A new foundation to honor Ray Anderson's legacy

Last Saturday, on what would have been his 78th birthday, a small group of friends and family of the late Ray Anderson, the founder of Interface and a giant in the world of sustainable business, gathered in LaGrange, Georgia, to inaugurate a foundation in his name to "champion a revolution in sustainable production and consumption."

Anderson died of cancer on August 8, 2011, at age 77, leaving behind an extraordinary legacy as a Southern industrialist who dared to envision his carpet company as a model for the closed-loop, restorative enterprise of tomorrow.

The Ray C. Anderson Foundation, which will roll out online next week, aims "to promote a sustainable society by supporting and pioneering initiatives that harmonize society, business and the environment for the present generation and tomorrow's child," according to its mission statement. "We will achieve this mission through inspiring and funding innovative, educational and project-based initiatives that advance the revolution in sustainable production and consumption."

The foundation itself isn't entirely new. Anderson himself created it in 1989 — several years before the ephipany that would lead him to, as he later dubbed it, his "mid-course correction." At the time, the foundation was used as a vehicle for Anderson's own charitable giving, including to endow a chair at Georgia Tech, his alma mater. Over the years, it distributed midsized grants to some of Anderson's pet organizations and causes, including several sustainability-related groups, such as the Rocky Mountain Institute.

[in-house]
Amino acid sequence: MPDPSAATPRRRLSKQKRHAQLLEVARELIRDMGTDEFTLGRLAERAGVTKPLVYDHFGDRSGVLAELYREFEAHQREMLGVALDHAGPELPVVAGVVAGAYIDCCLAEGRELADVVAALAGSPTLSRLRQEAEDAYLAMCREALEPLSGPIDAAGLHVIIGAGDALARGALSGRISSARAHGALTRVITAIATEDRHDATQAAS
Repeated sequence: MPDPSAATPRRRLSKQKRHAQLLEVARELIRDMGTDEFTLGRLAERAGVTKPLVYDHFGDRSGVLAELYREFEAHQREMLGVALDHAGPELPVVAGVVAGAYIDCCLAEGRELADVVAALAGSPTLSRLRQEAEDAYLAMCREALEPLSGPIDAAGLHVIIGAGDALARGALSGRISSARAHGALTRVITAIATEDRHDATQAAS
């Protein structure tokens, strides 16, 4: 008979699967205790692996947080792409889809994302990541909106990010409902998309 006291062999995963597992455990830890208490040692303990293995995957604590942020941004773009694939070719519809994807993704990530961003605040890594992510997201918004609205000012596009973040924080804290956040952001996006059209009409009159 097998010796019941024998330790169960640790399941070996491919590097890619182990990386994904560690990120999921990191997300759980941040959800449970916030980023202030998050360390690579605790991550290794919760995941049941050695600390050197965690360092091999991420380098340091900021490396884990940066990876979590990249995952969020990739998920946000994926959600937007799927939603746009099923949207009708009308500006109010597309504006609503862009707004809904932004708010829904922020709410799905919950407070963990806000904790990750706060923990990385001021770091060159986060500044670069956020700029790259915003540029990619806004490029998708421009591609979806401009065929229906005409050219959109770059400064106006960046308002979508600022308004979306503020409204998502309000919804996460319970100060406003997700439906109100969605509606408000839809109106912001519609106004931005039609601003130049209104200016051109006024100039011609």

But since his passing nearly a year ago, his family, colleagues, and friends have been pondering how to infuse the foundation with new life, transforming it into a vehicle to continue the kinds of innovative efforts that were the hallmark of Anderson's life and work.

It wasn't an easy task. "He didn't give his family any kind of directions," said Jo Ann Bachman, Anderson's longtime executive assistant, now part of the foundation's staff. "He didn't give them any kind of pointers. It was just sort of 'take it and run.'"

"Daddy left absolutely no instructions," his daughter, Mary Ann Anderson Lanier, told me last week. "We were really at a loss."

In early May, a small group gathered in Georgia to begin the process, including Lanier and her sister, Harriet Anderson Langford; Anderson's wife of 27 years, Pat Anderson; Janine Benyus, the biomimicry guru; John Picard, a veteran sustainability strategist; the philanthropist Laura Seydel, Ted Turner's daughter; and Julie Wrigley, co-chair of the Global Institute of Sustainability at Arizona State University. They and several others began to envision the foundation's mission, vision and goals. A subsequent, larger meeting was held in June.

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